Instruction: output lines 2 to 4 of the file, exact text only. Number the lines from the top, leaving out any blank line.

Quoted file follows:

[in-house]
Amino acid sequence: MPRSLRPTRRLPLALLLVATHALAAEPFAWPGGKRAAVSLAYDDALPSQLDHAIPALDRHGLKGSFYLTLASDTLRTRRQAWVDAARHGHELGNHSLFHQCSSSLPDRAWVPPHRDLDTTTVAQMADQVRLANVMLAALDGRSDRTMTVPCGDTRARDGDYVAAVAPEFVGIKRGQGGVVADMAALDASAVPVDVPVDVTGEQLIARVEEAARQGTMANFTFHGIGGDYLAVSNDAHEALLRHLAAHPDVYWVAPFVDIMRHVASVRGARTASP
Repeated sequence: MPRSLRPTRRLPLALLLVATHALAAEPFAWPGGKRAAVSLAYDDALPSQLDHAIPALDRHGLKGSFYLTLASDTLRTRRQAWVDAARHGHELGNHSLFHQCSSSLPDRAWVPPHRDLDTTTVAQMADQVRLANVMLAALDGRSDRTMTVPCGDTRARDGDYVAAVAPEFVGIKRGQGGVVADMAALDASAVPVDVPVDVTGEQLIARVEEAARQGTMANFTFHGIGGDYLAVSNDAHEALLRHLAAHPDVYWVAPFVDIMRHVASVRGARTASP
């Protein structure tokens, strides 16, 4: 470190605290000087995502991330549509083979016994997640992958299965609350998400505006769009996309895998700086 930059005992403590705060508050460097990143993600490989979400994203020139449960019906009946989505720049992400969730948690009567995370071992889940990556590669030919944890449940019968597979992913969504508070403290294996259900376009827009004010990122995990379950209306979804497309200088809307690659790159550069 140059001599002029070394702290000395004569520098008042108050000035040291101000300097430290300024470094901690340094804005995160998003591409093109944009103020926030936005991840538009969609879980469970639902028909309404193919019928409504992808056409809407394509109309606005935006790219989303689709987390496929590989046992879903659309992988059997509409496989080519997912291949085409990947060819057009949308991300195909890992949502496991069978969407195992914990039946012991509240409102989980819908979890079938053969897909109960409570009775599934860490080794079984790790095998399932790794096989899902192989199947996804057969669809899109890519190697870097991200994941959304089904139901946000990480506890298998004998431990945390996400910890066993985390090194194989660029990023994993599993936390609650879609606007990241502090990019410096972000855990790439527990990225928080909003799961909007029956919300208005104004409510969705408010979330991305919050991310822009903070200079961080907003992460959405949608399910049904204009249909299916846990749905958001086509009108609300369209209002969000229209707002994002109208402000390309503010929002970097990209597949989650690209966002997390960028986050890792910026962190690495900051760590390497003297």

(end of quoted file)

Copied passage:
Amino acid sequence: MPRSLRPTRRLPLALLLVATHALAAEPFAWPGGKRAAVSLAYDDALPSQLDHAIPALDRHGLKGSFYLTLASDTLRTRRQAWVDAARHGHELGNHSLFHQCSSSLPDRAWVPPHRDLDTTTVAQMADQVRLANVMLAALDGRSDRTMTVPCGDTRARDGDYVAAVAPEFVGIKRGQGGVVADMAALDASAVPVDVPVDVTGEQLIARVEEAARQGTMANFTFHGIGGDYLAVSNDAHEALLRHLAAHPDVYWVAPFVDIMRHVASVRGARTASP
Repeated sequence: MPRSLRPTRRLPLALLLVATHALAAEPFAWPGGKRAAVSLAYDDALPSQLDHAIPALDRHGLKGSFYLTLASDTLRTRRQAWVDAARHGHELGNHSLFHQCSSSLPDRAWVPPHRDLDTTTVAQMADQVRLANVMLAALDGRSDRTMTVPCGDTRARDGDYVAAVAPEFVGIKRGQGGVVADMAALDASAVPVDVPVDVTGEQLIARVEEAARQGTMANFTFHGIGGDYLAVSNDAHEALLRHLAAHPDVYWVAPFVDIMRHVASVRGARTASP
């Protein structure tokens, strides 16, 4: 470190605290000087995502991330549509083979016994997640992958299965609350998400505006769009996309895998700086 930059005992403590705060508050460097990143993600490989979400994203020139449960019906009946989505720049992400969730948690009567995370071992889940990556590669030919944890449940019968597979992913969504508070403290294996259900376009827009004010990122995990379950209306979804497309200088809307690659790159550069 140059001599002029070394702290000395004569520098008042108050000035040291101000300097430290300024470094901690340094804005995160998003591409093109944009103020926030936005991840538009969609879980469970639902028909309404193919019928409504992808056409809407394509109309606005935006790219989303689709987390496929590989046992879903659309992988059997509409496989080519997912291949085409990947060819057009949308991300195909890992949502496991069978969407195992914990039946012991509240409102989980819908979890079938053969897909109960409570009775599934860490080794079984790790095998399932790794096989899902192989199947996804057969669809899109890519190697870097991200994941959304089904139901946000990480506890298998004998431990945390996400910890066993985390090194194989660029990023994993599993936390609650879609606007990241502090990019410096972000855990790439527990990225928080909003799961909007029956919300208005104004409510969705408010979330991305919050991310822009903070200079961080907003992460959405949608399910049904204009249909299916846990749905958001086509009108609300369209209002969000229209707002994002109208402000390309503010929002970097990209597949989650690209966002997390960028986050890792910026962190690495900051760590390497003297």